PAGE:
To be truly and thoroughly happy is to have a smile on your face, a spring in your step, a song in your heart and a maraca in your duodenum.
Happiness goes by many names: Joy. Delight. Elation. Anti-frownism. Negative negativism. Sustained N2O. The good kind of crazy. Botched indifference. Half a mood swing. John Denver's plane is missing. Grading life on the curve. Al Gore has won Florida. Cheerleader's disorder. Pre-hangover-ness. All that being said, the fact is it's not really important what you call happiness so long as you remember what you've filed it under.
Each year,we purchase cards exhorting friends and family to have a Happy New Year, a Happy St. Patrick's Day, a Happy Easter, a Happy Thanksgiving and a Happy Birthday when, in reality, their true purpose is to make a Happy Hallmark Corp.
Happiness comes in a limitless variety of shapes and sizes, though the best shapes and sizes are frequently on backorder or held aside for wealthy, influential friends of the Happiness Distributor. Depending on who you are, happiness can be as simple as seeing your whole family gathered together for a Sunday picnic or as complicated as arranging to have each and every one of them iced by a professional killer over the course of an unsuspicious stretch of time.
It might be as whimsical as a boy band with the clap or as unexpected and deeply fulfilling as the phrase "suspended sentence." But one thing we should not lose sight of is that the pursuit of happiness and the pursuit of the one-armed man can be undertaken concurrently.
Ignorance is not bliss; ignorance of Billy Joel's oeuvre is bliss.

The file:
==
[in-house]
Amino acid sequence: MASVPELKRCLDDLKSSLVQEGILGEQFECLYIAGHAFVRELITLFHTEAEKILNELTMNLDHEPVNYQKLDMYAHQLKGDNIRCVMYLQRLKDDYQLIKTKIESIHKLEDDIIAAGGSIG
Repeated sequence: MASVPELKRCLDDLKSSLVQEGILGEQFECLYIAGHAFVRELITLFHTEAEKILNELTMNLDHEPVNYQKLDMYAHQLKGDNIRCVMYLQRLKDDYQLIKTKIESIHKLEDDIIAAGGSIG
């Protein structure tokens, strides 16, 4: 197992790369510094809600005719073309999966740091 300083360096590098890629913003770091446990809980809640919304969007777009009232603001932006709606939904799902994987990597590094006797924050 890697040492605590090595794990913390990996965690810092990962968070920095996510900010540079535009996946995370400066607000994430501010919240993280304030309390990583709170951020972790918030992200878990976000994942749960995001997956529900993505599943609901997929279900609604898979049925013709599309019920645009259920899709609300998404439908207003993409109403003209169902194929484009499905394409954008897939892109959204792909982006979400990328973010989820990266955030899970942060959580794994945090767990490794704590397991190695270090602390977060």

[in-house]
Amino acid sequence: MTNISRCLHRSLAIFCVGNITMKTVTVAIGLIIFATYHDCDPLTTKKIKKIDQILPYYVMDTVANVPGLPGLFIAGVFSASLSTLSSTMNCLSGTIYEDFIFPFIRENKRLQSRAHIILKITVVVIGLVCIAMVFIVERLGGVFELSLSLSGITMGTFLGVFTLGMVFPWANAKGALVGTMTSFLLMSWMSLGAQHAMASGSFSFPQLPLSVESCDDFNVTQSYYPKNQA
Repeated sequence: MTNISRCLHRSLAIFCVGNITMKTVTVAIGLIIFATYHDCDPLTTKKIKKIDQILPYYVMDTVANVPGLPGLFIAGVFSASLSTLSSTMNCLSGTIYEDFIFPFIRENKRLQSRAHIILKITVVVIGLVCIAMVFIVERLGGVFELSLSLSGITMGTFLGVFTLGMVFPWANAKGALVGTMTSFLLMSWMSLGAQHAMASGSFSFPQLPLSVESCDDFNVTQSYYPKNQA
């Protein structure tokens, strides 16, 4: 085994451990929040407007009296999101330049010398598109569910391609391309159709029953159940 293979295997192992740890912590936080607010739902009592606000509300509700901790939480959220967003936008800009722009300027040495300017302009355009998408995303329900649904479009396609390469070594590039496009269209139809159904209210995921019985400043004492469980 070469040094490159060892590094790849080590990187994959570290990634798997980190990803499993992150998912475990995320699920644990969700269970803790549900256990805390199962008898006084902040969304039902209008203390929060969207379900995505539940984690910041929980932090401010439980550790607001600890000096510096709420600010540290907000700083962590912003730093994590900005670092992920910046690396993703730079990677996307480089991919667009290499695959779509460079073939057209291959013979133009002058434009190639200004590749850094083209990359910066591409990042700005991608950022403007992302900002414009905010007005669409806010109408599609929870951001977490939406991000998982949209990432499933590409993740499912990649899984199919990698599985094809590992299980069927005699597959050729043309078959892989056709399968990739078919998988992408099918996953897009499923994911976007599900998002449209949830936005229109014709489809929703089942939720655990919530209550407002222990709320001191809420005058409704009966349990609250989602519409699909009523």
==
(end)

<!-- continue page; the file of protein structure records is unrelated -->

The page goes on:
Happiness is an unpredictable and capricious companion, often fleeting, at other times settled, so always keep in mind that should any change in its arrival or departure times become necessary, there will be a $75 re-ticketing charge. Those who are truly happy look happy, which explains the collective facial expression on any given city bus. Just because your friends can't find happiness doesn't mean you can't find happiness in the unhappiness of your friends. The opposite of happiness is not sadness, the opposite of happiness is the banter of local news teams.
To raise and reside beneath the Canopy of Happiness it is necessary to possess at least one of the Four Pillars of Joy: 1) A bartender with a heavy pour; 2) being a member of a target demographic no advertiser wishes to reach; and 3) knowing how to count to four.
Happiness must meet a higher standard in the present day than in the past. In medieval times, a man considered it a "joyful day" if he remained unbeheaded, Black Death-free or didn't have to go outside wearing those gay-looking tights. Pre-1851, Americans reveled in the fact that Moby Dick hadn't been written yet and so couldn't be assigned to them in their lit classes. But today, happiness is expected to be more frequent, more intense and more personal, hence multiple HBOs. As for our future descendants, we can only surmise that they will know the greatest of all happinesses when their giant brains are able to devise a convincing looking hairpiece to cover their giant, pulsing, bald brain heads.
To be satisfied or optimistic is to be within spitting distance of happiness. Easy spitting distance if you're especially phlegmy.
Happiness, regardless of its type or intensity, its brevity or longevity, is essentially spiritual. Or, if not, Oprah is a lying bitch. Some believe the ultimate happiness awaits them in the afterlife, and for those of you who have chosen the right religion and worshipped the right Supreme Being the right amount with the right holy book and supplicated themselves on the right day of the week under the guidance of the right spiritual leaders who wear the right headgear and display the right icons, that's undoubtedly true; for everyone else, your first meeting with The Creator promises to be something more on the order of "uncomfortable." Beyond happiness is rapture; beyond rapture is when a new kid shows up in school one day and people start calling him "pizza face" instead of you.
Charles Schulz, the wise and witty creator of Peanuts, defined it thus: "Happiness is a warm puppy," to which I can only add, "... unless it got that way in the microwave." ©
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